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Retiring Miami-Dade Official Kept Homeowners Out Of Danger

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Eliott-Rodriguez-600x450 Eliott Rodriguez
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MIAMI (CBSMiami) – Miami-Dade County has one of the toughest building codes in the country. Doors and windows on newly constructed homes can withstand hurricane force winds, thanks in large part to longtime Building Director Charles Danger.

But even though plenty of danger remains from hurricanes, Miami-Dade County will be without Charlie Danger when he retires this week after three decades on the job.

“I’ve been blessed,” Danger said at his office in West Miami-Dade. “For 26 years, I’ve enjoyed every minute of my career. Every day I came to work it was a different experience and that is what made this place so good to come to work every day.”

Danger began his career with the county as an electrical inspector in 1988, but he made a name for himself in the aftermath of Hurricane Andrew in 1992, when he championed the South Florida Building Code, which would become a model for coastal construction around the world.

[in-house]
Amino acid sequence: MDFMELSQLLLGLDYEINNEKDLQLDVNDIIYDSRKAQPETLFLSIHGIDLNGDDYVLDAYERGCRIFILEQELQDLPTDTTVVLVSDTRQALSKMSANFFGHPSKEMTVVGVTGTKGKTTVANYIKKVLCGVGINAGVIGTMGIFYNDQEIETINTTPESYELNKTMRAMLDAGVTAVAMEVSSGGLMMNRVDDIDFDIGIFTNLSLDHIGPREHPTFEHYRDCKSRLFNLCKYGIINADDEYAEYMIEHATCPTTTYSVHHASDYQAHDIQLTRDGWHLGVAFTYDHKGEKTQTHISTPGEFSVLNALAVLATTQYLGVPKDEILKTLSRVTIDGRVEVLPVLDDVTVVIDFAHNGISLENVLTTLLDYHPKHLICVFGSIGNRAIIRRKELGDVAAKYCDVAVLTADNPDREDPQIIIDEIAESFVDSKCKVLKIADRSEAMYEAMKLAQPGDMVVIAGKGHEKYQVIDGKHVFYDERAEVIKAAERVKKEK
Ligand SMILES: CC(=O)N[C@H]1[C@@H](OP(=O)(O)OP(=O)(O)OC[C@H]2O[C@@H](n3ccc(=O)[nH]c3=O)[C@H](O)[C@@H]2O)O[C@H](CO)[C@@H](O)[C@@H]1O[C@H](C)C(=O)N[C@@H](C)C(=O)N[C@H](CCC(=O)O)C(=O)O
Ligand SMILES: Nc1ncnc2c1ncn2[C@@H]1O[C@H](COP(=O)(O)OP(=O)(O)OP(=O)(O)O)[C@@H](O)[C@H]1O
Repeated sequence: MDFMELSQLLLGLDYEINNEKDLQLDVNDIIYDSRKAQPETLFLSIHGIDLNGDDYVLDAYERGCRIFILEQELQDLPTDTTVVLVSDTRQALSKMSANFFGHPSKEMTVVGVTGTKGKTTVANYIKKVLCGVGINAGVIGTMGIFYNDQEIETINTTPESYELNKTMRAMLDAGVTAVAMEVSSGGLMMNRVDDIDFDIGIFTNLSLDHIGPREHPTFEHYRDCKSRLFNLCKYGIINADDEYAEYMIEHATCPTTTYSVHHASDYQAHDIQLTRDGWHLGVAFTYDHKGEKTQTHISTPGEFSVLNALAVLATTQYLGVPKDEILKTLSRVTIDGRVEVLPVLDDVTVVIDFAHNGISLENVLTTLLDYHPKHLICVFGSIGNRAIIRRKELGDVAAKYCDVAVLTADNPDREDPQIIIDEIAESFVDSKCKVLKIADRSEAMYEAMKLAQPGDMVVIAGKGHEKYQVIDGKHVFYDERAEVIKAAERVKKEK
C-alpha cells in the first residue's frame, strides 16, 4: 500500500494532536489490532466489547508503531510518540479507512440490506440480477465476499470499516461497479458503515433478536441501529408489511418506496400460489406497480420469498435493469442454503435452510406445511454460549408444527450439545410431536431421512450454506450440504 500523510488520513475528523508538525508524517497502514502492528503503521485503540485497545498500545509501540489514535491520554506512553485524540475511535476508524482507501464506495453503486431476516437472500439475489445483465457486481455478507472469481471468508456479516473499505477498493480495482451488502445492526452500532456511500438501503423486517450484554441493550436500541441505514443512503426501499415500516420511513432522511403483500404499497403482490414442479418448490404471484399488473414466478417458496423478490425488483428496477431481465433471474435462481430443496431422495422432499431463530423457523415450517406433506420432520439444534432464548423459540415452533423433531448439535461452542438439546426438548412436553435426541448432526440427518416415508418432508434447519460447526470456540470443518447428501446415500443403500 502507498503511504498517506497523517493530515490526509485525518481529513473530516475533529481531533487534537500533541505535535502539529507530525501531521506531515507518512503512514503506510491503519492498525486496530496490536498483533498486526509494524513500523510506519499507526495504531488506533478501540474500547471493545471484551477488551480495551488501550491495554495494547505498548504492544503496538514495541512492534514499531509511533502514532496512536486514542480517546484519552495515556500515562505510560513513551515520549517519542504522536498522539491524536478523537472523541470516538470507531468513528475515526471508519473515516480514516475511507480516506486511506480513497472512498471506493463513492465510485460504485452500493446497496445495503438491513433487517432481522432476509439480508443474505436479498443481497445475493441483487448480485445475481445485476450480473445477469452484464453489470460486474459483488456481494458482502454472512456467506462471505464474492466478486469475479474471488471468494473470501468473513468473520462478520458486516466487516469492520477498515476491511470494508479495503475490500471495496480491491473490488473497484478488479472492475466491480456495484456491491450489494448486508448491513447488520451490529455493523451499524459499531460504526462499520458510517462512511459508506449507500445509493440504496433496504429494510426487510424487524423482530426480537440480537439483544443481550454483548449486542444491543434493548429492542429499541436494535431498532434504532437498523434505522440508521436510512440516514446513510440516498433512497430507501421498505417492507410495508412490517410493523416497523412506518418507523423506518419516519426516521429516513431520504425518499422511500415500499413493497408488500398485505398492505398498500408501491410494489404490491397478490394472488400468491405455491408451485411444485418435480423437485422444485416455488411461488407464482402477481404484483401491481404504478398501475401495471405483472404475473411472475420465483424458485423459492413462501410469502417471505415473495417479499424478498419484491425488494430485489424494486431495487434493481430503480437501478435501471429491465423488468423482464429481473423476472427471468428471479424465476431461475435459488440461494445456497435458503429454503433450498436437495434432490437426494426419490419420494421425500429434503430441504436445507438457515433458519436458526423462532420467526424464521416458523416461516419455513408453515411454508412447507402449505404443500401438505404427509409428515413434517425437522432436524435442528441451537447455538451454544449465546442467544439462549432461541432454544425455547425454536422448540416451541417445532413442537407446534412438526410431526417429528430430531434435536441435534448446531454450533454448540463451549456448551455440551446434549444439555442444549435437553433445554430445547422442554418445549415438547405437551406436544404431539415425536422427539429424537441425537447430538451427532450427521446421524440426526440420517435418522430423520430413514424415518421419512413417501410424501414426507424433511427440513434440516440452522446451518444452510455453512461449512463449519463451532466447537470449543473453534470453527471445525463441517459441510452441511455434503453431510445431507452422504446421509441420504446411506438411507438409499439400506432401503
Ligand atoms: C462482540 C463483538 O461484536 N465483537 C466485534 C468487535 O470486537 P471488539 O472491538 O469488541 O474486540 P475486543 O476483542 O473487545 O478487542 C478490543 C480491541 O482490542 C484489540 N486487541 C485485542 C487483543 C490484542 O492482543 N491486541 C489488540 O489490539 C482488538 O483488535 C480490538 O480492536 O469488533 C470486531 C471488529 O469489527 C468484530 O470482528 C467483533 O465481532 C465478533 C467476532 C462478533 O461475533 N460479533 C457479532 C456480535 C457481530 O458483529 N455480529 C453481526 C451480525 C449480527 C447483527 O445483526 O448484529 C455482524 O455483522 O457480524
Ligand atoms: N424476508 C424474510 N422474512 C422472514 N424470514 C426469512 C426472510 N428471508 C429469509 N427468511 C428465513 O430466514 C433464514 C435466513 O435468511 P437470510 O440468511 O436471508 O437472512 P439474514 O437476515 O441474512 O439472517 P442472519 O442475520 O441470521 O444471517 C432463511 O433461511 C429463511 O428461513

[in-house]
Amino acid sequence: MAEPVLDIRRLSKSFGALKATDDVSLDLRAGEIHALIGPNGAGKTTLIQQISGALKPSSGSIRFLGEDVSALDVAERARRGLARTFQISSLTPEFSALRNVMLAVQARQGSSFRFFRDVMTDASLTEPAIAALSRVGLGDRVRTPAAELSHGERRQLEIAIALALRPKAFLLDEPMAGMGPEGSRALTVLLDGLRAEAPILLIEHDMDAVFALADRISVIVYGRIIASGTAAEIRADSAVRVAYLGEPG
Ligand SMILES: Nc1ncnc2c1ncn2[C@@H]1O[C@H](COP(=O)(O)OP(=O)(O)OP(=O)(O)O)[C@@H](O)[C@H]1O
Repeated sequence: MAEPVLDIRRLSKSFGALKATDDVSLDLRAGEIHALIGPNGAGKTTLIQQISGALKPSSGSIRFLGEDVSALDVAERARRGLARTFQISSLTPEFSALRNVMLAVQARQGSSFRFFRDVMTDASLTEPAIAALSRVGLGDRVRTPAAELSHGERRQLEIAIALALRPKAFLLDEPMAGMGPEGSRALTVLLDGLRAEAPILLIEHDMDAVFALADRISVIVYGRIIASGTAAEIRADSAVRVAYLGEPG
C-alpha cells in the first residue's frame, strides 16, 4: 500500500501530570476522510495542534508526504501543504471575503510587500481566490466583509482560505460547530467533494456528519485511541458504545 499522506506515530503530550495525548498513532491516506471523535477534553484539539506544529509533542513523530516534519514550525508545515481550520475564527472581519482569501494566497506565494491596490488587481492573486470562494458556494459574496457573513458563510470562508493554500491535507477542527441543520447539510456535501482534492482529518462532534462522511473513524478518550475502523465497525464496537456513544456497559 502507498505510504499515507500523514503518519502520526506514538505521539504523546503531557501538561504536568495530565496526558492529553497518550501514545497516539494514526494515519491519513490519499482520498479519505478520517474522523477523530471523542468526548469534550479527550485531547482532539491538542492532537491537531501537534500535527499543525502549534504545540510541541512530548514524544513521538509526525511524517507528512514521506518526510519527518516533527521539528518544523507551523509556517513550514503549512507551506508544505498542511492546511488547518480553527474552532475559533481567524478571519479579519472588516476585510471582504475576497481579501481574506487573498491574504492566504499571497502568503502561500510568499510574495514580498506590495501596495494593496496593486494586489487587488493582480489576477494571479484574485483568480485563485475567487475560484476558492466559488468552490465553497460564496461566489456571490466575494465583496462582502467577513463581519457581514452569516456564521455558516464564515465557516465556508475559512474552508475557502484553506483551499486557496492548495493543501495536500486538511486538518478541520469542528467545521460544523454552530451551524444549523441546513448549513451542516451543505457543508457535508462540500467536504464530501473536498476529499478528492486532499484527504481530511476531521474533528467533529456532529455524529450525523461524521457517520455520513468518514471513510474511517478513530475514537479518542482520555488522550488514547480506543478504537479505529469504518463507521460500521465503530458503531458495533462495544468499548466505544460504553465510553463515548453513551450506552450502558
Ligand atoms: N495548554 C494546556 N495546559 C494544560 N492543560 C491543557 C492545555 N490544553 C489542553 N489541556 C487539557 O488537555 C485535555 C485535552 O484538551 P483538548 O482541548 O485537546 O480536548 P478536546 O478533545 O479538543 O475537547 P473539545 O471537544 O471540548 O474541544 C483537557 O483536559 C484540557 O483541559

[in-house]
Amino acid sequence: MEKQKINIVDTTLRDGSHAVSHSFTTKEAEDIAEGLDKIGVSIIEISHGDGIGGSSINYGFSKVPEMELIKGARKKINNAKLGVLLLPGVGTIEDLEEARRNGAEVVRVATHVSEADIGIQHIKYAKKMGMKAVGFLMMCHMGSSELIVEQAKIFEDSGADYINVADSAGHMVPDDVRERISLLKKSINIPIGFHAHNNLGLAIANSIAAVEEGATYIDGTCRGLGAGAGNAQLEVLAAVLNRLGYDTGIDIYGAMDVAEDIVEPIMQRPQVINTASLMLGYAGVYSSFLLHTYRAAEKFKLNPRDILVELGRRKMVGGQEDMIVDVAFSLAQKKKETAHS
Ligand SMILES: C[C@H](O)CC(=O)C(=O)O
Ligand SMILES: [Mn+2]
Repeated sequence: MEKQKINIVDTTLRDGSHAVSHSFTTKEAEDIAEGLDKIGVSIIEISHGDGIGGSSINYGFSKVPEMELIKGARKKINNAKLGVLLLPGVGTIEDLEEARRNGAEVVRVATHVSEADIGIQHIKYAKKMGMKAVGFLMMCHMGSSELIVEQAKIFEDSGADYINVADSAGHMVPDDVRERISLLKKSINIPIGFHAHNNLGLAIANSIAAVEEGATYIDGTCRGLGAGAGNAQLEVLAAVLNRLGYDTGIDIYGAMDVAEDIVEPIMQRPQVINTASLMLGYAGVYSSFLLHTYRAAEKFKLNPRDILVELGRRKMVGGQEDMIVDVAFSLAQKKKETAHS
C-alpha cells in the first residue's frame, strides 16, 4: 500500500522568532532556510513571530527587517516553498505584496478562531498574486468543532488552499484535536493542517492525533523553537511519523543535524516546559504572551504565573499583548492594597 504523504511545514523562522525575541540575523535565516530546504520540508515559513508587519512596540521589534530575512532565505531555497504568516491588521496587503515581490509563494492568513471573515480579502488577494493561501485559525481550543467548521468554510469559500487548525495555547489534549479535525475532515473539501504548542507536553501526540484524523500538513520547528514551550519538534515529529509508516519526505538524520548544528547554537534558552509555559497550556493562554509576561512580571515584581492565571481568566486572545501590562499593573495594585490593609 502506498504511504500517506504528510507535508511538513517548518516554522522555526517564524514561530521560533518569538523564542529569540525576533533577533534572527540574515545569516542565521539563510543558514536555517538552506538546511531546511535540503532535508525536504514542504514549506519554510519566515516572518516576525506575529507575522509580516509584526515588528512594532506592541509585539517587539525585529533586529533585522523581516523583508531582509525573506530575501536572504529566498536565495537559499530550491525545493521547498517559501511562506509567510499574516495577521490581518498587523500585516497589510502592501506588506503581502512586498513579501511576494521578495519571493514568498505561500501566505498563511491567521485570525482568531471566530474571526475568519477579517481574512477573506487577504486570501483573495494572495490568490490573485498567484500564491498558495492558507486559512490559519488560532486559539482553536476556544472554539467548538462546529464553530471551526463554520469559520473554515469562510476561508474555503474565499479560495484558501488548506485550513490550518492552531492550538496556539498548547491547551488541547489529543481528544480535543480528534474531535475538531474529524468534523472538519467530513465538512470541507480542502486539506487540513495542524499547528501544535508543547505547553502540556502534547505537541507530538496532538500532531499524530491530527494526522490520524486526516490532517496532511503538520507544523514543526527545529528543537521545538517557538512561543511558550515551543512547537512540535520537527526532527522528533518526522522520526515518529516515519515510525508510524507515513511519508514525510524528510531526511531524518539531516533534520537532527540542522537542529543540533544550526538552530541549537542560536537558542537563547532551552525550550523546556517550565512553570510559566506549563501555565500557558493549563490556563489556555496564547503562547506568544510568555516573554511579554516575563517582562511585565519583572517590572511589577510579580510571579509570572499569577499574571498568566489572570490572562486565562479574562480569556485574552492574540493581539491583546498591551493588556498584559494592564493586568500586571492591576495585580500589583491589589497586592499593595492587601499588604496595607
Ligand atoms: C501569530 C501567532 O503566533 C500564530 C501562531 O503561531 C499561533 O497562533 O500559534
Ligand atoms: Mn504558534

“This is my Bible,” Danger said, holding a copy of the copious building code. “I call it my prized possession.”

Danger said getting the tough building code passed and keeping it on the books was a battle with contractors, developers and politicians that sometimes became personal.

“We had threats,” he said, looking back at the battles over the building code. “I had messages saying, ‘We will kill you. We will hurt your family, We know where you live.’ But we are still here.”

Danger is leaving a department that issues 100,000 permits a year, and employs 350 county workers, including 70 inspectors who make sure the code is followed.

“The inspectors today are well trained and know what to look for,” he said. “Before, the inspectors were not well trained. Sometimes they did inspections from their cars.”

Miami-Dade County Commissioners recognized Danger with a proclamation Wednesday, honoring a public servant who says he’s ready to spend retirement fishing and taking care of his grandchildren.

“When its time to move on, you have to do it,” Danger said. “It’s time to let other people pick up where you left off.”

Danger has already passed the torch. His replacement is his longtime deputy director Juliana Salas, who takes over the job next week.

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